Emptiness defines the Great Plains. The region typically is described by what is missing: no trees, no mountains, little water, few people. When travelers dread crossing the Plains, it is the endless space, the passage through "nothing" that they fear. The Plains landscape offers no comfortable niches, no categorical grip, no sense of context, not even convincing evidence of movement. Most North Americans, comfortable in the ornate context of the city, feel uneasy on the Plains. They lose their bearings, their sense of place, and the panoply of stimuli they usually depend upon for a sense of self. Some outsiders simply cannot endure this emptiness. They pay for a plane ticket and avoid the empty drive. In extreme cases, people have given up halfway across, abandoned their cars, and flown home from the nearest airport. Plains residents call the unhinging effect the emptiness can have on outsiders "Plains fever."
Contrary to the typical outsider's perspective, denizens of the Plains are very attached to emptiness. They too describe the advantages of Plains life in terms of absence: no crowds, traffic, city clutter, and obstructions to long views. Many things they cherish are possible only because of these absences–quiet, solitude, lack of encroachment, spectacular skyscapes, and especially "room to breathe." They gain a sense of freedom from the emptiness and relish the ability to drive with little obstruction and without restraint to speed. Emptiness is the natural order of things to Plains natives, so much so that they complain of feeling "closed in," "claustrophobic," or "suffocated" in more heavily garnished places. The very landscapes that most Americans seek for aesthetic reasons can cause Plains dwellers to recoil. A few days in the mountains, a drive through the overdeveloped East, or a visit to the city can send them running back with relief to the open spaces. In effect, the emptiness makes the Great Plains "somewhere" to its residents as much as "nowhere" to outsiders.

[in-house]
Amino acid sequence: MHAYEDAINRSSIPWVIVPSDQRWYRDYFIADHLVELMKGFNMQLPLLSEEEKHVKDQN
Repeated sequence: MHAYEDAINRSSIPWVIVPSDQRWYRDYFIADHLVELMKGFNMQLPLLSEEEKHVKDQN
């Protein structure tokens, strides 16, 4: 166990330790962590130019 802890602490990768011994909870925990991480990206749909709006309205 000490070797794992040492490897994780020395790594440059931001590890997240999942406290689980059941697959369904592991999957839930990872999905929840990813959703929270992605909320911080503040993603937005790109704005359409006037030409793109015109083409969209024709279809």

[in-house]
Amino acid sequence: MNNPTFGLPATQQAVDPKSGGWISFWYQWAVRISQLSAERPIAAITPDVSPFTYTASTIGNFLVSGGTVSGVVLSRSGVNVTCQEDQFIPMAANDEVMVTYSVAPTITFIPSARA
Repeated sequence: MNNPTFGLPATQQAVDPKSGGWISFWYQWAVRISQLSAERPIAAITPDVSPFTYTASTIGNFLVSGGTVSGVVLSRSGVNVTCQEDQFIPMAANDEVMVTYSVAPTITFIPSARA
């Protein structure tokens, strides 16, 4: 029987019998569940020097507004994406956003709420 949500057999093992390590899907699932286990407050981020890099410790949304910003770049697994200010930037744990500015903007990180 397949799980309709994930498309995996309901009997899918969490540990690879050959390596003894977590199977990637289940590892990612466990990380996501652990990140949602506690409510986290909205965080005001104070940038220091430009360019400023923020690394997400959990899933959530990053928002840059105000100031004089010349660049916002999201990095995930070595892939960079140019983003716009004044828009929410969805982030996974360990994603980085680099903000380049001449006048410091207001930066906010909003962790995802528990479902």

Emptiness affects every facet of Plains life. Much time goes into dealing with empty space; long distances are an everyday reality, and substantial time behind the wheel is essential to social and economic life. The environment cannot be easily divided from daily life and experience, as it can in enclosed places. On the Plains it is not easy to forget that people and their doings are a tiny speck in a vast world. Emptiness thus helps shape the local cosmology and has become an essential part of residents' identity.
Because of their strong identification with emptiness, Plains dwellers take a defensive stance against the typical outsider's view and against urban ideas and culture in general. Urbanites rarely think of flat, empty space as having inherent value and often make policy decisions aimed at filling up that "wasted" space with "useful" things such as landfills, nuclear waste depositories, and wildlife preserves. Plains dwellers are not amused by these proposals and often react passionately to any suggestion that their cherished emptiness is wasted space.
Cary W. de Wit University of Alaska–Fairbanks
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Gohlke, Frank. Measure of Emptiness: Grain Elevators in the American Landscape. Baltimore MD: Johns Hopkins University Press, 1992.
Norris, Kathleen. Dakota: A Spiritual Geography. New York: Ticknor and Fields, 1993.